DB: SXSW is unlike any other festival I have been to, mainly because of how it’s laid out. It was a great feeling for there to be queues outside before we played. I know it was mainly out of curiousity but it still felt good. We knew Transparent Things seemed to be going down quite well but it wasn’t until we came to the States for the first time that the fact of people genuinely liking what we were doing sunk in. Before that first visit it felt like we were making music that instantly got sucked into a void. It gave us confidence to be in Austin, San Francisco or New York and to have an audience.

TDOA: There was a tremendous amount of hype about the band after the first album. Can you talk about your emotions and own expectations as you listened to the reaction of the critics?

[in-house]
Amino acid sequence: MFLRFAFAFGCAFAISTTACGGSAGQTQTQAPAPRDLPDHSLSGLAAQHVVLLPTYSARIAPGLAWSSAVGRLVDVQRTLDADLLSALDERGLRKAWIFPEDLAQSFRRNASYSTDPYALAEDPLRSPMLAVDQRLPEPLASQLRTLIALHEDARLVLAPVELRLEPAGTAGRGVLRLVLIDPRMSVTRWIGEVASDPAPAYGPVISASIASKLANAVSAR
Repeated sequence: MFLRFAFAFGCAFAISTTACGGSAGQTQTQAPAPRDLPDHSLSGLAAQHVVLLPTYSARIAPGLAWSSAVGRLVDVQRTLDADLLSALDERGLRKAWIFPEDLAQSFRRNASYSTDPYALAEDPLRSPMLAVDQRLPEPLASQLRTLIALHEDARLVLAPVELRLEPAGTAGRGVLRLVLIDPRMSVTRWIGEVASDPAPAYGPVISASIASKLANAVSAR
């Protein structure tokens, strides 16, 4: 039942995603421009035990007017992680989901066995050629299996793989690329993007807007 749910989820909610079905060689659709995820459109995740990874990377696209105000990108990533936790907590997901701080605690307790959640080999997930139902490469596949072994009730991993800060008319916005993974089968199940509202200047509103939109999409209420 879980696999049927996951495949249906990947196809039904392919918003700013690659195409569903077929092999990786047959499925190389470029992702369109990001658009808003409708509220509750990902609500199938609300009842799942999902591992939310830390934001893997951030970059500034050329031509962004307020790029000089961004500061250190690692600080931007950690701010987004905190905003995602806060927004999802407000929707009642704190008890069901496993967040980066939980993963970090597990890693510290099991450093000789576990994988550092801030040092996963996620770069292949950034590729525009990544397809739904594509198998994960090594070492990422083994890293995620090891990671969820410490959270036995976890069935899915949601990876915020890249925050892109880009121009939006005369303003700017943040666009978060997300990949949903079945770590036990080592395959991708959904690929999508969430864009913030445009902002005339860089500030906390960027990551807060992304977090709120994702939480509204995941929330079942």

DB: My expectations have always been pretty low, mainly due to the fact that Steve and I started the group in 1998 and didn’t finish our first song till 2001. I thought our first album wouldn’t come out until 2016. Any hype just seemed odd after such a slow beginning. I soon stopped reading reviews because if you are going to bask in the glory of a good one, you have to take it on the chin when someone writes something shit about you, so I decided to become oblivious to anybody else’s opinion. So to answer your question, I was oblivious, except for when I was on CNN. That was a little bit odd.

TDOA: Can you talk about the Dead of the Night series that you posted on your website?